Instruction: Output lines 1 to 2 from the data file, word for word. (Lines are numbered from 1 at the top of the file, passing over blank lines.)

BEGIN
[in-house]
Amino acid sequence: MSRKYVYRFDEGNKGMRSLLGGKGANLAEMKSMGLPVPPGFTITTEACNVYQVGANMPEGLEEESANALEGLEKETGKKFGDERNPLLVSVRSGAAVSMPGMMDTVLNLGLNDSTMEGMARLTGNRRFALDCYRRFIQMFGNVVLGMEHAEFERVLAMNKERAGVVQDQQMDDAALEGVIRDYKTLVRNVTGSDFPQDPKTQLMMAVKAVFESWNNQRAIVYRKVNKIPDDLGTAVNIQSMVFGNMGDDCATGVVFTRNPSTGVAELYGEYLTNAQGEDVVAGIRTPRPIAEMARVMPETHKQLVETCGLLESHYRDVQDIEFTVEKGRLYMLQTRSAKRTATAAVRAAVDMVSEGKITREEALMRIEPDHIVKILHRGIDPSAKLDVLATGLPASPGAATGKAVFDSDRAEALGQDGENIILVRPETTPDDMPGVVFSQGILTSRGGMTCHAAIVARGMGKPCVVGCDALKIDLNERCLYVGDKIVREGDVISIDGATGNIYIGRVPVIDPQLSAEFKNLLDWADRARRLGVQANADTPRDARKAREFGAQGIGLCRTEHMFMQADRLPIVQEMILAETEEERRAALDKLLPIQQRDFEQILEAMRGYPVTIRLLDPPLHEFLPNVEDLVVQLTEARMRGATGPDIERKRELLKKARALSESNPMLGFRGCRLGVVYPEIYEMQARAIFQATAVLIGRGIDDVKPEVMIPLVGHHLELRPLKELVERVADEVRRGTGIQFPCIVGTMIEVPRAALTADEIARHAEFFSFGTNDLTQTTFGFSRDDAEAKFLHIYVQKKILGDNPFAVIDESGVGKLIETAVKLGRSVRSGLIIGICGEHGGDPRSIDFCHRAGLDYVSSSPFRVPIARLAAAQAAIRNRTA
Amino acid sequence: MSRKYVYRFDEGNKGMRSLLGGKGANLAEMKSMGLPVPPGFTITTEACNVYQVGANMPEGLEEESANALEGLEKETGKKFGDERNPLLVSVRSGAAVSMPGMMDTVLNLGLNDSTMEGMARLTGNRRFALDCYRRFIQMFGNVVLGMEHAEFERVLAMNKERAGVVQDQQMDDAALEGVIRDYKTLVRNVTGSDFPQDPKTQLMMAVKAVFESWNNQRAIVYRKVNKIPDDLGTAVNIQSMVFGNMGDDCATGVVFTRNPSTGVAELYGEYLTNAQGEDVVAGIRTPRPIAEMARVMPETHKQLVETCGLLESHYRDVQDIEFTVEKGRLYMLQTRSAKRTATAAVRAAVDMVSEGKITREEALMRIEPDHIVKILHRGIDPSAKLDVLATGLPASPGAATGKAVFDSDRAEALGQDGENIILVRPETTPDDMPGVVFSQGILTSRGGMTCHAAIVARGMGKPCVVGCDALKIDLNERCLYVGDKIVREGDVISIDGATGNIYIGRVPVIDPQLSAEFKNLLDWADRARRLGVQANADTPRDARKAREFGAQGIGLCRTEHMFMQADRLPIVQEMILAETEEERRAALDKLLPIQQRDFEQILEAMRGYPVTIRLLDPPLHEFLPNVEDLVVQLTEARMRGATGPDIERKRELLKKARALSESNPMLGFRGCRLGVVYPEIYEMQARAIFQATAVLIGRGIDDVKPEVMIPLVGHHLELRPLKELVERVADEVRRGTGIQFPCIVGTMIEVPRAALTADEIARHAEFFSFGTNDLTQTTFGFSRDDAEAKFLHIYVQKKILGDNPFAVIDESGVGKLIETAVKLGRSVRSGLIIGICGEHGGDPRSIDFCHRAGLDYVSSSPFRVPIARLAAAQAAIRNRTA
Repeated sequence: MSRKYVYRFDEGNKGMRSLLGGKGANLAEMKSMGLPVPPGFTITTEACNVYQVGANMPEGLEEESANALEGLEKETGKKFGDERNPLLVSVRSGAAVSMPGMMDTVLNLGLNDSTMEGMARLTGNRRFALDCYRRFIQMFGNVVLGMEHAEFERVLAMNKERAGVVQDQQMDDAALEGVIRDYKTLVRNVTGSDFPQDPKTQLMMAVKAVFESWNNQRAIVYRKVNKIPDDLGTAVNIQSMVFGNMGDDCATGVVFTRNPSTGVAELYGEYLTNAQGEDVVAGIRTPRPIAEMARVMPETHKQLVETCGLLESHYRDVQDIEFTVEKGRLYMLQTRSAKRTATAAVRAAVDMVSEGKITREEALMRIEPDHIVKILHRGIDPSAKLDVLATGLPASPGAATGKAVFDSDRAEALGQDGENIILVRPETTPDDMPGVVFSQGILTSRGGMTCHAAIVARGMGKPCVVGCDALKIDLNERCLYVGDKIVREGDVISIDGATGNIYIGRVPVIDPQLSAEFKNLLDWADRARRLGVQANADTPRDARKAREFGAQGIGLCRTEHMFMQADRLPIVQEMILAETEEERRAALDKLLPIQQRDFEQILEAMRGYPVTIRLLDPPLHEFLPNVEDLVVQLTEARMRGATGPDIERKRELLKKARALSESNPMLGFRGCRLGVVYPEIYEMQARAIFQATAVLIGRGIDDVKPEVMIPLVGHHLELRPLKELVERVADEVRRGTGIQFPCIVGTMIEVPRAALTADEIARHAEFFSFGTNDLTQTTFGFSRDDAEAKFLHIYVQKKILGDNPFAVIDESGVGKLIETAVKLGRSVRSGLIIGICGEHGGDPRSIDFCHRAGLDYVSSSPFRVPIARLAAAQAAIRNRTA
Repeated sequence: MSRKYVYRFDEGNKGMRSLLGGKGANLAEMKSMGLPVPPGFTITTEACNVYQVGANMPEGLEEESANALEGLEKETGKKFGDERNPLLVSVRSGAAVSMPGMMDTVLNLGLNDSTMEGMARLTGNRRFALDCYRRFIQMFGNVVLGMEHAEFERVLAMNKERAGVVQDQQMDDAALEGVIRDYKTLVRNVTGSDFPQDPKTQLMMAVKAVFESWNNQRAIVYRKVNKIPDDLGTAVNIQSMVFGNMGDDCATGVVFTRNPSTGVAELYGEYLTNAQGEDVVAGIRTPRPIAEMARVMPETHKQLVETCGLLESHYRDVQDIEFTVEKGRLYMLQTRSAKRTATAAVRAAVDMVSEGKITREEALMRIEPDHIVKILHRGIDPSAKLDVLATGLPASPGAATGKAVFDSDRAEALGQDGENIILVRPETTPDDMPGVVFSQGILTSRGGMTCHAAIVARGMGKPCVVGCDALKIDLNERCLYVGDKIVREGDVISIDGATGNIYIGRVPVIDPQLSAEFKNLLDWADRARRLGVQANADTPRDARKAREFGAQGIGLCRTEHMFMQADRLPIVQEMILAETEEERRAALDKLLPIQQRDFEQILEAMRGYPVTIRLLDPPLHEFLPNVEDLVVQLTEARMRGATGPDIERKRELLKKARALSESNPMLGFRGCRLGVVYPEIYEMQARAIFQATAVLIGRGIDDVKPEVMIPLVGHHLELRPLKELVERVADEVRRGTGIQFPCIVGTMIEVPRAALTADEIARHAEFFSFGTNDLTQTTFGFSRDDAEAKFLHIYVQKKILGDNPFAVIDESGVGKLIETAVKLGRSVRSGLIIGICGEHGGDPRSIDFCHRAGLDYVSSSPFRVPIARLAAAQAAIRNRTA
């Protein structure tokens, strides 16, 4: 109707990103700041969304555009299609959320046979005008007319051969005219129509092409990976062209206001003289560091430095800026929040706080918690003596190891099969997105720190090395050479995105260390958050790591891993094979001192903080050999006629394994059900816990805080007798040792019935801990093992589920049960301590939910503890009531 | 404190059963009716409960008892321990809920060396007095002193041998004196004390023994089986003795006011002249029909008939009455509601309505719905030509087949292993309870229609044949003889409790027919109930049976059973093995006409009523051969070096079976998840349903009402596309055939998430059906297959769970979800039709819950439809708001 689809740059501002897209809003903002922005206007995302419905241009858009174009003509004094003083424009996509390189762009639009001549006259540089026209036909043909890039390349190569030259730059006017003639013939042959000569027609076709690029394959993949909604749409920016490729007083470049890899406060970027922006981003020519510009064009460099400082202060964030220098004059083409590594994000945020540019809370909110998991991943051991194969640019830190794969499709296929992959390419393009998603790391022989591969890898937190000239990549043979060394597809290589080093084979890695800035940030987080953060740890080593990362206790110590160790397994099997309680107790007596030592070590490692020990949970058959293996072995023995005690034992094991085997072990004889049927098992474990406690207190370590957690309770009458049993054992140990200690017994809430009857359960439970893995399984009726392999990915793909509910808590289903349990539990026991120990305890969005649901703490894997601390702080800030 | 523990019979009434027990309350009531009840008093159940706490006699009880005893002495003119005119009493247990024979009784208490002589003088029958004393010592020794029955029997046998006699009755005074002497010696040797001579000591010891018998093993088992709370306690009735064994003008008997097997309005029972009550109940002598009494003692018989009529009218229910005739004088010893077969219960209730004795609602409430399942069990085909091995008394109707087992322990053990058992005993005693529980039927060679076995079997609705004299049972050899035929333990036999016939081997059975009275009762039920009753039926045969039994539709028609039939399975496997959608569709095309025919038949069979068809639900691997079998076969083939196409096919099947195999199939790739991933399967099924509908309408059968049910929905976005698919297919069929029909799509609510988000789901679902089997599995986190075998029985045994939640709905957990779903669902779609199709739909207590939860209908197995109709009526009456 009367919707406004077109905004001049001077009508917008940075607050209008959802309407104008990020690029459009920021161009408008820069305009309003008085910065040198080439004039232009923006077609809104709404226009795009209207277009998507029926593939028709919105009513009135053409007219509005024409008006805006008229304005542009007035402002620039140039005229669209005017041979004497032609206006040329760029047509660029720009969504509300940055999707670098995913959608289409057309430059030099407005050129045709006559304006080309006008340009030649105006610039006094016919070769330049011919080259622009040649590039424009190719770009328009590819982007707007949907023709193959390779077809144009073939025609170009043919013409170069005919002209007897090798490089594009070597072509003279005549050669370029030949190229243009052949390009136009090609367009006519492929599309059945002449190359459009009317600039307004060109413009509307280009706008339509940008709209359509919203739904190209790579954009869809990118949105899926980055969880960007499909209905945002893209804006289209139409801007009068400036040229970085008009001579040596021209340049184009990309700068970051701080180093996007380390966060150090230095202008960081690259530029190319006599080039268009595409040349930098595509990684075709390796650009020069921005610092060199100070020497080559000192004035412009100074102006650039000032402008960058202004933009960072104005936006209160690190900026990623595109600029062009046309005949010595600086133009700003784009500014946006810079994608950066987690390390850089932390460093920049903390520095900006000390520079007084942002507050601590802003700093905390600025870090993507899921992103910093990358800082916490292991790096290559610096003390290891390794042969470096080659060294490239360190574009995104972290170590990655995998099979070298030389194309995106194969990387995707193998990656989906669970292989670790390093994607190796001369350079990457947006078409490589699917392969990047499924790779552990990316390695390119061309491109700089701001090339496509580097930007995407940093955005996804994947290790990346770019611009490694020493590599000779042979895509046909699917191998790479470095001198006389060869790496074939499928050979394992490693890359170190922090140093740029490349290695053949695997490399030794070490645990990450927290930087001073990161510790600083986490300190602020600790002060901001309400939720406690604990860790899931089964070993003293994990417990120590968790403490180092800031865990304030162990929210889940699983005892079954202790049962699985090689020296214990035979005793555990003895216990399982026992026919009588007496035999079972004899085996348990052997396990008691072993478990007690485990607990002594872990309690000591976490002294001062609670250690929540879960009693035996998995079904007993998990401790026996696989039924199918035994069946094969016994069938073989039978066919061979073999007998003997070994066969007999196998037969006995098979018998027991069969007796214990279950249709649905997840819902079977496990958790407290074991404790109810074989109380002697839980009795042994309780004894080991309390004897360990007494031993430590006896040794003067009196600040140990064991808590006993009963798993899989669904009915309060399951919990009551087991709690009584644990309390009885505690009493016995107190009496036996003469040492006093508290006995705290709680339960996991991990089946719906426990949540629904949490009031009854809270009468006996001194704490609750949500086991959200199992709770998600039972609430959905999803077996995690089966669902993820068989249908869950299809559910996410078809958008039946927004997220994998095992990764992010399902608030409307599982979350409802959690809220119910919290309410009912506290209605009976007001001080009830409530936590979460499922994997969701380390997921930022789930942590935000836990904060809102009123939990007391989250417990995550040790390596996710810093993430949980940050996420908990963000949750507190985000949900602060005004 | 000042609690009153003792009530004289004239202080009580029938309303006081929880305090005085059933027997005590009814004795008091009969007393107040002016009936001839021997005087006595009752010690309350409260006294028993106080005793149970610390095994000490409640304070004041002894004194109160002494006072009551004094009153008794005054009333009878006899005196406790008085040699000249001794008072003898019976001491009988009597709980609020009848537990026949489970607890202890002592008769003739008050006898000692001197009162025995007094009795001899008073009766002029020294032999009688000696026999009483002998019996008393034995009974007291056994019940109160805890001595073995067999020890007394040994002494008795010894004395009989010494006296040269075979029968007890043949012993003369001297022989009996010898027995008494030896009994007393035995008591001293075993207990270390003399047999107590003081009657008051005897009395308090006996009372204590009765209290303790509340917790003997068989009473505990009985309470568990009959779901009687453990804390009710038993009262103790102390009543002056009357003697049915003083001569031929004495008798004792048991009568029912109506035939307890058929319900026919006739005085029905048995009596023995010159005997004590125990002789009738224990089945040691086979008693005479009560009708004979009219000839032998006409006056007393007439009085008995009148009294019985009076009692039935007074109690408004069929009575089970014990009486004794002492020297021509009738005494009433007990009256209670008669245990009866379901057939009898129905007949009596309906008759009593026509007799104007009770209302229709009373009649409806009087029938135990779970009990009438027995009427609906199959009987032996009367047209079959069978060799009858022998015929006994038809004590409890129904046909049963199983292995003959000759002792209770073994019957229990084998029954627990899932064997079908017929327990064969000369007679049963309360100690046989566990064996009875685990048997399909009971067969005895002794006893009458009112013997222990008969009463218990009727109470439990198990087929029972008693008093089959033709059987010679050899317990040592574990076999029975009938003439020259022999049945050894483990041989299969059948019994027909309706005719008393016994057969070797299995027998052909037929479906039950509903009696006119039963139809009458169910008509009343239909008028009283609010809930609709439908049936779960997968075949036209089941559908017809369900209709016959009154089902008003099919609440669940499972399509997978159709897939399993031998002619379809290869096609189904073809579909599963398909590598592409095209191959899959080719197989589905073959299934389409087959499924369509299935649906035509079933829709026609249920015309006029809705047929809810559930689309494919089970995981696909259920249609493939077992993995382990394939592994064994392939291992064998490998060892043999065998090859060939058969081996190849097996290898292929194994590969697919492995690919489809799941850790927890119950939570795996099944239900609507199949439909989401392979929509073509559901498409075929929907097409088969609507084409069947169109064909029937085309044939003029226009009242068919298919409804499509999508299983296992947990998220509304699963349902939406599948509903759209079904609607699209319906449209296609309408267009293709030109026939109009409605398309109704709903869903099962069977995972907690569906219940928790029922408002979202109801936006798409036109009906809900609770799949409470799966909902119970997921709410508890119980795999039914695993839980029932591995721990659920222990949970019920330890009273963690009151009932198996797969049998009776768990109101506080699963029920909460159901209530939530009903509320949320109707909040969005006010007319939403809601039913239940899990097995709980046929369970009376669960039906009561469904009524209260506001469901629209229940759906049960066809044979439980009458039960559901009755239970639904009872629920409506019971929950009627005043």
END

[in-house]
Amino acid sequence: MSRKYVYRFDEGNKGMRSLLGGKGANLAEMKSMGLPVPPGFTITTEACNVYQVGANMPEGLEEESANALEGLEKETGKKFGDERNPLLVSVRSGAAVSMPGMMDTVLNLGLNDSTMEGMARLTGNRRFALDCYRRFIQMFGNVVLGMEHAEFERVLAMNKERAGVVQDQQMDDAALEGVIRDYKTLVRNVTGSDFPQDPKTQLMMAVKAVFESWNNQRAIVYRKVNKIPDDLGTAVNIQSMVFGNMGDDCATGVVFTRNPSTGVAELYGEYLTNAQGEDVVAGIRTPRPIAEMARVMPETHKQLVETCGLLESHYRDVQDIEFTVEKGRLYMLQTRSAKRTATAAVRAAVDMVSEGKITREEALMRIEPDHIVKILHRGIDPSAKLDVLATGLPASPGAATGKAVFDSDRAEALGQDGENIILVRPETTPDDMPGVVFSQGILTSRGGMTCHAAIVARGMGKPCVVGCDALKIDLNERCLYVGDKIVREGDVISIDGATGNIYIGRVPVIDPQLSAEFKNLLDWADRARRLGVQANADTPRDARKAREFGAQGIGLCRTEHMFMQADRLPIVQEMILAETEEERRAALDKLLPIQQRDFEQILEAMRGYPVTIRLLDPPLHEFLPNVEDLVVQLTEARMRGATGPDIERKRELLKKARALSESNPMLGFRGCRLGVVYPEIYEMQARAIFQATAVLIGRGIDDVKPEVMIPLVGHHLELRPLKELVERVADEVRRGTGIQFPCIVGTMIEVPRAALTADEIARHAEFFSFGTNDLTQTTFGFSRDDAEAKFLHIYVQKKILGDNPFAVIDESGVGKLIETAVKLGRSVRSGLIIGICGEHGGDPRSIDFCHRAGLDYVSSSPFRVPIARLAAAQAAIRNRTA